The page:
Dave Darrin's Fourth Year at Annapolis eBook

H. Irving Hancock
This eBook from the Gutenberg Project consists of approximately 144 pages of information about Dave Darrin's Fourth Year at Annapolis.

“What are you talking about?” Hastings demanded.

“Jack’s lighting matches up forward, under the other bench.”

“What if he is?”

“Maybe he thinks he can explode some gasoline and blow us to the surface.”

“Quit your nonsense,” returned Hal almost angrily, “and help me with this job.”

“I’m waiting to see if Jack is going to let out a maniac yell,” grimaced Eph Somers.

“Quit your-----”

“Wow!  Whoop!” uttered young Benson excitedly.  “Never tell me again that it’s unlucky to throw money away!  Whoop!”

“What did I tell you?” demanded Eph.  “If Jack’s making a noise like that,” retorted Hastings, as be straightened up and wheeled about, “he’s got a mighty good reason for it.”

“Of course.  Every lunatic has loads of good reasons for anything he does,” muttered Eph.

“Look here, fellows!” ordered Jack Benson, almost staggering as he approached them.

“Great Dewey!  Am I going crazy, too?” muttered Eph, staring hard.  “What I think I see in Jack’s hands are some of the missing copper plates.”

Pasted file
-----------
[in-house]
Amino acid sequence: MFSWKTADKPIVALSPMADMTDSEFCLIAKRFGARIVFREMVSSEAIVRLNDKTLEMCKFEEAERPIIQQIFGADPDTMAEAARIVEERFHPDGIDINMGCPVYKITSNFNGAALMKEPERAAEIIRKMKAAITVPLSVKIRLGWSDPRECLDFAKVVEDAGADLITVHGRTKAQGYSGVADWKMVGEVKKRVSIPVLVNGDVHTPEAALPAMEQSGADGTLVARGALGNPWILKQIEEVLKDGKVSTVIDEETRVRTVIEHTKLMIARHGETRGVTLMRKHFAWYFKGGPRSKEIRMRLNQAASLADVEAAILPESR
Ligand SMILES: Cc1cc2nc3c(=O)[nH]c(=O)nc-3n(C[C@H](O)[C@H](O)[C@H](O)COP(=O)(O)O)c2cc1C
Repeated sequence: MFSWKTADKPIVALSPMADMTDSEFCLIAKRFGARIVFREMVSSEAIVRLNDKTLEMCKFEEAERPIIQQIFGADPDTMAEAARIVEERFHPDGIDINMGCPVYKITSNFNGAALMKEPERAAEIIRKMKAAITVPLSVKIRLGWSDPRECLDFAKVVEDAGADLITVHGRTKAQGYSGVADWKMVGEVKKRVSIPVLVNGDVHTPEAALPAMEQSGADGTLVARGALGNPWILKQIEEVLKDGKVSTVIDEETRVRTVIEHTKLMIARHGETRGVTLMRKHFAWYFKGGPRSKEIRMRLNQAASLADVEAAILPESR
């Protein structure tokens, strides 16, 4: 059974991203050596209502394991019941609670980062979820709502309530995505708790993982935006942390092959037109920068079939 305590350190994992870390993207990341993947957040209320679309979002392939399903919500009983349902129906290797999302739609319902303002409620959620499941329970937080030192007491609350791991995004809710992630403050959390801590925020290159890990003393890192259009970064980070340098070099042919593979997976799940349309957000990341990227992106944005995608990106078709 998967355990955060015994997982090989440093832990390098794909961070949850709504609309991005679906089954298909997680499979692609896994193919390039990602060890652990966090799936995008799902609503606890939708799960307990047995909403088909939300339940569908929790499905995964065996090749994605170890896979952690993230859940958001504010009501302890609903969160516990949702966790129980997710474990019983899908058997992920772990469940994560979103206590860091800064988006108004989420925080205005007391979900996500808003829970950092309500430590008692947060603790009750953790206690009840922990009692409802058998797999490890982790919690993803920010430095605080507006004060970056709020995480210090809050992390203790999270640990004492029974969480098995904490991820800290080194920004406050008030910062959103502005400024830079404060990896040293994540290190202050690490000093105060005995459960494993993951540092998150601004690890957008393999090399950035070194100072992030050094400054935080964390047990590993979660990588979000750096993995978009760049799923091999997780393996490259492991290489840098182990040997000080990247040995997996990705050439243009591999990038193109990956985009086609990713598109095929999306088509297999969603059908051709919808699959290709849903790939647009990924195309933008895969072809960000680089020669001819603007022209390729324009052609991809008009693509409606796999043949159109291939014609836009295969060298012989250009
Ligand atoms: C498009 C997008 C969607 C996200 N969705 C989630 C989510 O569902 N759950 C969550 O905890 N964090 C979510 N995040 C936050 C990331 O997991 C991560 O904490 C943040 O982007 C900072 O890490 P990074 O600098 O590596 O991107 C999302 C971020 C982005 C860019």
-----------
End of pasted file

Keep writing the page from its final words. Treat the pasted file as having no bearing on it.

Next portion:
“It’s exactly what you do see,” announced Jack Benson, his face beaming.

“But how—–­”

“How they came to be there I don’t know,” Benson replied.  “But when I threw away your quarter, Eph, it rolled under the bench.  There wasn’t supposed to be anything metallic under the bench, but I felt almost, sure that I had heard the silver strike against something metallic.  Even then it seemed like a crazy notion to me.  I didn’t really expect to find anything, but some uncontrollable impulse urged me to go hustling under the bench.  And so I found these duplicate plates, wedged in behind a lot of junk and right up against the partition.”

Hal Hastings, in the meantime, had taken one of the plates from Lieutenant Jack’s hand, and was now quietly fitting it where it belonged on the motor.

The six midshipmen, as soon as they realized what had happened, had sprung eagerly to the door of the engine room and stood peering in.  Behind them were the cook and crew of the “Dodger.”

Presently Hal straightened up.

“Sir,” he said gravely, “I have hopes that if you test the compressed air apparatus you will find that this motor will do its share.”

Midshipmen and crew drew back as Jack and Eph came out of the engine room.  Lieutenant Jack had his wrench in hand, and went back to his former post.

“Young gentlemen,” the commanding officer announced coolly, “we will take up, at the point where we were interrupted, the work of expelling the water from the compartments Are you ready, Mr. Hastings?”

“Right by my post, sir,” came from Hal.

The six midshipmen gathered about Benson with a stronger sense of fascination than ever.  Eph stepped past them to the stairs leading—–­to the little conning tower.

With steady hand Jack Benson turned the wrench.  The motor began to “mote” and there was a sense of being lifted.

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Project Gutenberg
Dave Darrin's Fourth Year at Annapolis from Project Gutenberg. Public domain.
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